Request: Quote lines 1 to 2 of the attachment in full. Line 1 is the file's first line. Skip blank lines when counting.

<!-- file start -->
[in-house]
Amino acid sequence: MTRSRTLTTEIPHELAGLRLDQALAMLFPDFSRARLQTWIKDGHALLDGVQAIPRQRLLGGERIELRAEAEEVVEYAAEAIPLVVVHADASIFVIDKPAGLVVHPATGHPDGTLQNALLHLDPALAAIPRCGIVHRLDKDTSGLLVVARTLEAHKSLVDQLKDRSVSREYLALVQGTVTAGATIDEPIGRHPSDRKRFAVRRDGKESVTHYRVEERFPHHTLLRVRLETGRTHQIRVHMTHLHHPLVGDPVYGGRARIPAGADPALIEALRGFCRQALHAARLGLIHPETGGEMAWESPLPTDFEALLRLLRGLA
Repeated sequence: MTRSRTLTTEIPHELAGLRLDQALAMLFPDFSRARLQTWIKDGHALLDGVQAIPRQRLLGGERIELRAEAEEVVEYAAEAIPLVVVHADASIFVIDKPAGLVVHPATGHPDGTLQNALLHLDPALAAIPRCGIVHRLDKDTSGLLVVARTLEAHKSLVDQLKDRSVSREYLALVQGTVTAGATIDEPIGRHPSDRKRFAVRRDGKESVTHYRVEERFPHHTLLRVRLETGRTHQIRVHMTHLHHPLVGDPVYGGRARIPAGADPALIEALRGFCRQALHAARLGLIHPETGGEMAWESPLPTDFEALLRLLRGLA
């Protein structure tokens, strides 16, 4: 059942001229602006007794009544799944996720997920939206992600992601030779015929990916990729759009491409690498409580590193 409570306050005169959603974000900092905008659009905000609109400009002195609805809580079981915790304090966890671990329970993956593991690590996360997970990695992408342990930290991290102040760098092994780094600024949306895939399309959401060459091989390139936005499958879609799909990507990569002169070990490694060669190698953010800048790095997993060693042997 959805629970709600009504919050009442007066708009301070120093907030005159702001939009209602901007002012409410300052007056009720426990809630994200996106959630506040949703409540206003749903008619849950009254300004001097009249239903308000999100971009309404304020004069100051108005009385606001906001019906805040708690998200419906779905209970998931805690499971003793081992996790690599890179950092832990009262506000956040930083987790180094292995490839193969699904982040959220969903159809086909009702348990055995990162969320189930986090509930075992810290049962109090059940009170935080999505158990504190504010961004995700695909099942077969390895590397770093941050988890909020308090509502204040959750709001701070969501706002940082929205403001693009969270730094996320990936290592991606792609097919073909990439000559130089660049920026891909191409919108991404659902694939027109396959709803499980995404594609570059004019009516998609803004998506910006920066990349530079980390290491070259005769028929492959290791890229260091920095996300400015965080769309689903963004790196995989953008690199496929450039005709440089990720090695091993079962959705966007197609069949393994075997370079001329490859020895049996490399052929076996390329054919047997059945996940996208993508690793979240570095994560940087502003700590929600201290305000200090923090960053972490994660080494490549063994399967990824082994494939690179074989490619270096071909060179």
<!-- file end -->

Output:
[in-house]
Amino acid sequence: MTRSRTLTTEIPHELAGLRLDQALAMLFPDFSRARLQTWIKDGHALLDGVQAIPRQRLLGGERIELRAEAEEVVEYAAEAIPLVVVHADASIFVIDKPAGLVVHPATGHPDGTLQNALLHLDPALAAIPRCGIVHRLDKDTSGLLVVARTLEAHKSLVDQLKDRSVSREYLALVQGTVTAGATIDEPIGRHPSDRKRFAVRRDGKESVTHYRVEERFPHHTLLRVRLETGRTHQIRVHMTHLHHPLVGDPVYGGRARIPAGADPALIEALRGFCRQALHAARLGLIHPETGGEMAWESPLPTDFEALLRLLRGLA